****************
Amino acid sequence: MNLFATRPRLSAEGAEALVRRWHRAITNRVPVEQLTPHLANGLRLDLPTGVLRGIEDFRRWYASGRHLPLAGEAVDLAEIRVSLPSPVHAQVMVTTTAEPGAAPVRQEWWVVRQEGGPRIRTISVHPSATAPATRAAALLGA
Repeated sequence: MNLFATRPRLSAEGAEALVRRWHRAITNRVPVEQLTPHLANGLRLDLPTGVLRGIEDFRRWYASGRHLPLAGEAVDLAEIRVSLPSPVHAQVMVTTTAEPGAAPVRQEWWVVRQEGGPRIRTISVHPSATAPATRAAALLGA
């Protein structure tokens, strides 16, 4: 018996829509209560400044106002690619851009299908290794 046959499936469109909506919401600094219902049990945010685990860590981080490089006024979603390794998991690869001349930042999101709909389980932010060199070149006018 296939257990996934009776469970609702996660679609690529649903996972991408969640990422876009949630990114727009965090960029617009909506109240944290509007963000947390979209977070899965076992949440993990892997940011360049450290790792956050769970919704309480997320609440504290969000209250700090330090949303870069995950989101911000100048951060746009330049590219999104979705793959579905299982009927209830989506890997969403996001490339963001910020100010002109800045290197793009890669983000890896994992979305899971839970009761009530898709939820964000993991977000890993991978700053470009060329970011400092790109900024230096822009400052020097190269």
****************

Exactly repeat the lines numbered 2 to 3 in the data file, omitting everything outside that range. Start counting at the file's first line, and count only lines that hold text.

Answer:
Repeated sequence: MNLFATRPRLSAEGAEALVRRWHRAITNRVPVEQLTPHLANGLRLDLPTGVLRGIEDFRRWYASGRHLPLAGEAVDLAEIRVSLPSPVHAQVMVTTTAEPGAAPVRQEWWVVRQEGGPRIRTISVHPSATAPATRAAALLGA
């Protein structure tokens, strides 16, 4: 018996829509209560400044106002690619851009299908290794 046959499936469109909506919401600094219902049990945010685990860590981080490089006024979603390794998991690869001349930042999101709909389980932010060199070149006018 296939257990996934009776469970609702996660679609690529649903996972991408969640990422876009949630990114727009965090960029617009909506109240944290509007963000947390979209977070899965076992949440993990892997940011360049450290790792956050769970919704309480997320609440504290969000209250700090330090949303870069995950989101911000100048951060746009330049590219999104979705793959579905299982009927209830989506890997969403996001490339963001910020100010002109800045290197793009890669983000890896994992979305899971839970009761009530898709939820964000993991977000890993991978700053470009060329970011400092790109900024230096822009400052020097190269």